Working from Home Wellbeing Mini-Series: Social Connection

Maintaining our wellbeing during this time of change is vital so we are better positioned to deal with the daily work and personal demands we have. This mini-series will discuss two main challenges we may face when working remotely along with how to overcome them.

Today we will be looking at Social connectedness and the import role it has in maintaining our wellbeing.

Social Connectedness

A big part of working in an office is the social connection with our team and wider members of the university. Each day is filled with meetings, coffee break chats, and team socialising both formal and informal. It is challenging to keep up this level of interaction and sense of belonging when working remotely. But it is possible to find new ways of maintaining this level of connectedness within your own team.

The social support we receive from work colleagues is very important for helping us deal with our daily work demands. In fact, research shows that it’s likely more effective at lessening the normal stress felt from work than social support from friends and family. Both forms of social support are important, but keeping up daily, meaningful interactions with colleagues will greatly help you to: look at work demands accurately; delegate and share work that you may have otherwise done alone; and share day-to-day successes and challenges.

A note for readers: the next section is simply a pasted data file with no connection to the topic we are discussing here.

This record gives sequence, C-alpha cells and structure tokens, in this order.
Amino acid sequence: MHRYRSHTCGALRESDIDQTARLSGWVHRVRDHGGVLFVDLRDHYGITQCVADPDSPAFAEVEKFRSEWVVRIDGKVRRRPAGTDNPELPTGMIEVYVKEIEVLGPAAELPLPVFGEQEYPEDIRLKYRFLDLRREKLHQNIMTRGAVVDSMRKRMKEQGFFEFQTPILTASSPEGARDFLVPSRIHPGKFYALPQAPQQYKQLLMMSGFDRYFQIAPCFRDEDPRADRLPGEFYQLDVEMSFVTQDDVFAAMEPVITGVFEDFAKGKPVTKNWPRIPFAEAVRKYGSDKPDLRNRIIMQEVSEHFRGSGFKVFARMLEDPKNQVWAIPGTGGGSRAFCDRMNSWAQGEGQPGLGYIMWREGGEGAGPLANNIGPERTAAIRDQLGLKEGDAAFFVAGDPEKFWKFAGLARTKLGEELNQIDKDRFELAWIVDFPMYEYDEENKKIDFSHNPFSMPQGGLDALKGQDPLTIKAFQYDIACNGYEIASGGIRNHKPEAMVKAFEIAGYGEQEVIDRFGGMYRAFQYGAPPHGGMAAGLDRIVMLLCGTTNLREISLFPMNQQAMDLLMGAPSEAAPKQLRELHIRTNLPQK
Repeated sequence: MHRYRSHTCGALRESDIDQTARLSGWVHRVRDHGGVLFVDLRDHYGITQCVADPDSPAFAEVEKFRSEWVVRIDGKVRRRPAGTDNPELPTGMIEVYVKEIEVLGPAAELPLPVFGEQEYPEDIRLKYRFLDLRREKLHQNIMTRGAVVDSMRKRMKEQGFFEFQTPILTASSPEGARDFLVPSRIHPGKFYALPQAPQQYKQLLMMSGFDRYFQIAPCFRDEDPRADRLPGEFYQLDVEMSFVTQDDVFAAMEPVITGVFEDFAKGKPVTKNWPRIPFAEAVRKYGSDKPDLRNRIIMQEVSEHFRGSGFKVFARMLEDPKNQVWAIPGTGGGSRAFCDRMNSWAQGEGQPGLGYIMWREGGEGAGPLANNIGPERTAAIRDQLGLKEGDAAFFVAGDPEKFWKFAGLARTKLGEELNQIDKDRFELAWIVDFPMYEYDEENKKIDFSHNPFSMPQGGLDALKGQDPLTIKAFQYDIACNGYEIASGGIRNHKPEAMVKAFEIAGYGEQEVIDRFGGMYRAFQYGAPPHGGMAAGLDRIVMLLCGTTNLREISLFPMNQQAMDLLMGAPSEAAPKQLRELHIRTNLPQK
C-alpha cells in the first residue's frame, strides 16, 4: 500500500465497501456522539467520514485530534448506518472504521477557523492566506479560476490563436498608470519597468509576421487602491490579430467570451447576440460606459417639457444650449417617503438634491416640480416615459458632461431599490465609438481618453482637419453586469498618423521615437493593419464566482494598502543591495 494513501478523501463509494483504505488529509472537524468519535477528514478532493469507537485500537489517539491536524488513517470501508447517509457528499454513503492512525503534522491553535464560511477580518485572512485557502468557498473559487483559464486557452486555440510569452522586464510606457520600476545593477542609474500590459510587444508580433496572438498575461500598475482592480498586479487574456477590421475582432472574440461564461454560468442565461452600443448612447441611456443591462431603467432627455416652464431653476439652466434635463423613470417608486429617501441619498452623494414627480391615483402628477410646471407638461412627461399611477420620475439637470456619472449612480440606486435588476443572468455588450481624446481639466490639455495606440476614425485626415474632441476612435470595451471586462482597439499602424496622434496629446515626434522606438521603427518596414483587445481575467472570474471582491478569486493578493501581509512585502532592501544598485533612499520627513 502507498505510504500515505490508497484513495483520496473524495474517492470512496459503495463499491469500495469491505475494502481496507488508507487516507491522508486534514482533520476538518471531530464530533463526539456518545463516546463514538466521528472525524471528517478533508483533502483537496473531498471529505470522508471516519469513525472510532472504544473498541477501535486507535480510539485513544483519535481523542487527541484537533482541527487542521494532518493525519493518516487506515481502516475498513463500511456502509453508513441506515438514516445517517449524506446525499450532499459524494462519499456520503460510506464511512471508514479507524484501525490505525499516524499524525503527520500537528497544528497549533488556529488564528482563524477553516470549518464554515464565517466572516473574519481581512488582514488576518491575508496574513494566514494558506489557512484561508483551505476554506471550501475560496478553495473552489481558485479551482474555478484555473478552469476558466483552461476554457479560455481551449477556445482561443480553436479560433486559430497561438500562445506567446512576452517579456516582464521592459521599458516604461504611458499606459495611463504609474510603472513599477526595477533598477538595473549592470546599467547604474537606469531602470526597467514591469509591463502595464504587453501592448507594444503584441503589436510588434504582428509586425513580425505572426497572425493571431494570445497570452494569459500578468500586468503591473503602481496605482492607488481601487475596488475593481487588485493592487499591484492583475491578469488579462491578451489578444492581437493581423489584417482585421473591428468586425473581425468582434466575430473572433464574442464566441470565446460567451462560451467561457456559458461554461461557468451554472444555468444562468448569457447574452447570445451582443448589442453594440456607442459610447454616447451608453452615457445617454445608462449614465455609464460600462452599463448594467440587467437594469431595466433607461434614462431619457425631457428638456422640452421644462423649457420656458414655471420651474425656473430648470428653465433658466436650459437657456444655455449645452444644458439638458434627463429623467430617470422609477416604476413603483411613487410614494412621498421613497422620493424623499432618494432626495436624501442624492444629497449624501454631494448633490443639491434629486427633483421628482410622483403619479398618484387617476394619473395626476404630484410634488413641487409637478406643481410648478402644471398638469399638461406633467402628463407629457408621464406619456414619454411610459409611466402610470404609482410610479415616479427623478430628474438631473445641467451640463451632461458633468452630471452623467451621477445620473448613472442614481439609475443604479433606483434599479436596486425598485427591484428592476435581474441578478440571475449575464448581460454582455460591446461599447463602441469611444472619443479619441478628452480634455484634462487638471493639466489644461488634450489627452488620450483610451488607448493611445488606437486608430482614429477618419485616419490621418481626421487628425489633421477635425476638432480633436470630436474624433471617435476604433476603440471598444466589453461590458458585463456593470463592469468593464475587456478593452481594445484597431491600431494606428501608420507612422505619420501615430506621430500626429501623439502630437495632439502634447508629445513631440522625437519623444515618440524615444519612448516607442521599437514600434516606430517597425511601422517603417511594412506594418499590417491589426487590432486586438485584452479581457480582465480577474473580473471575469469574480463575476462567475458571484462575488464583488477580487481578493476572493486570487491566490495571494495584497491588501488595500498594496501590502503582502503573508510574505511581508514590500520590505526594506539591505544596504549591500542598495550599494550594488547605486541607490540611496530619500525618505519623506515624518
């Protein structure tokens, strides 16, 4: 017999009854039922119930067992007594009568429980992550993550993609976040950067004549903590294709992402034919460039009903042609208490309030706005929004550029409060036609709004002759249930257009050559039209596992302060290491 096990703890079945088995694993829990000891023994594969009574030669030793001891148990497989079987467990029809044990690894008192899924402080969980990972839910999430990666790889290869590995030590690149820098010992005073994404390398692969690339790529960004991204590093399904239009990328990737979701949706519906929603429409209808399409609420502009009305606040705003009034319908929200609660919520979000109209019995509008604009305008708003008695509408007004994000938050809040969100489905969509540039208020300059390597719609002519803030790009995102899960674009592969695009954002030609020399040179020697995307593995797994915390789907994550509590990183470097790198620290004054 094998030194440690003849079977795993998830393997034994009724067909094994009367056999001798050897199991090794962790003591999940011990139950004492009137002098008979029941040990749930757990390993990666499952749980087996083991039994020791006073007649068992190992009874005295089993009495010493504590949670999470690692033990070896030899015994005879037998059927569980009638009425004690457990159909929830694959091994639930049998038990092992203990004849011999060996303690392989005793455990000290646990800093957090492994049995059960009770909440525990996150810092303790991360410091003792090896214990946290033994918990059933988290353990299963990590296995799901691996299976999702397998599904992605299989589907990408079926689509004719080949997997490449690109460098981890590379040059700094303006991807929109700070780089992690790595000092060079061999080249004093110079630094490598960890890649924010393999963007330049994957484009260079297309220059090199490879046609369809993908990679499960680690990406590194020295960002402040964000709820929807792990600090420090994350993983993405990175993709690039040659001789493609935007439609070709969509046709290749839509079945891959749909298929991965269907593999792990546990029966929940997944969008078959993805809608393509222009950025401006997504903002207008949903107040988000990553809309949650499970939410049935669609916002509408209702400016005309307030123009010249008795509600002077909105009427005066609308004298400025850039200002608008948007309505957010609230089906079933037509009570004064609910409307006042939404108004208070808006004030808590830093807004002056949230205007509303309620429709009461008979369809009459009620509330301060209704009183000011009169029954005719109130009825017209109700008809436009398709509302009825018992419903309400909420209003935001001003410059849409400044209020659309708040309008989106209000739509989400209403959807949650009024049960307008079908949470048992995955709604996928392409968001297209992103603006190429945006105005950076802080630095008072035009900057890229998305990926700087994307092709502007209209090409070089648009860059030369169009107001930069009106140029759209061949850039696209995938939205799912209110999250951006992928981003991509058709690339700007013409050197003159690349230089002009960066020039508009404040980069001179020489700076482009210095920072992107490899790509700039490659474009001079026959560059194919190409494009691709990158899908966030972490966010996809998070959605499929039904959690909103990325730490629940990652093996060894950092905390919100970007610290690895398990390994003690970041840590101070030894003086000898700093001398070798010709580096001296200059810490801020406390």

What makes you feel connected to others at work?

Think about a normal work situation, what examples have you got that really emphasise the connection you feel with significant/important work colleagues?

What are some things to help maintain this whilst working remotely?


Ideas to increase and sustain our social connection:

  • Informal video calls with colleagues e.g. with 30 minute “stand up” catch up with your team, or 1-2-1 with a colleague.
  • Use Teams for informal messaging throughout the day.
  • Update your calendar with your availability, you might like to signal when it’s ok to call you for a catch-up/chat.

  • Use one-drive and the sharing capability to simultaneously work on documents together with colleagues.

  • Using teams to ask different colleagues for help, and kickstarting daily collaboration

  • Set up a WhatsApp group

  • Join Yammer groups

  • Set up your own social group virtually, book club, running club (where you can share photos of your run’s and progress) etc…

Can you think of any other ideas? Comment below.


See if you can try out some of the ideas above, get in touch with me on teams if you want to chat about this topic further.

Look out for the second part of this mini-series, “Rest and Recovery”, which will be coming next week.




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About Emily Pepin

An organisational psychologist passionate about evidence-based practice and wellbeing. Get in touch with me at, or Microsoft Teams.

One thought on “Working from Home Wellbeing Mini-Series: Social Connection

  1. Great ideas Emily,

    I would also add that setting up Teams sites for projects or teams is a good idea, it’s really easy to do from the app. Teams can be for community groups or chat or sharing work ideas. The platform has the advantage of being very accessible from a phone or iPad too.

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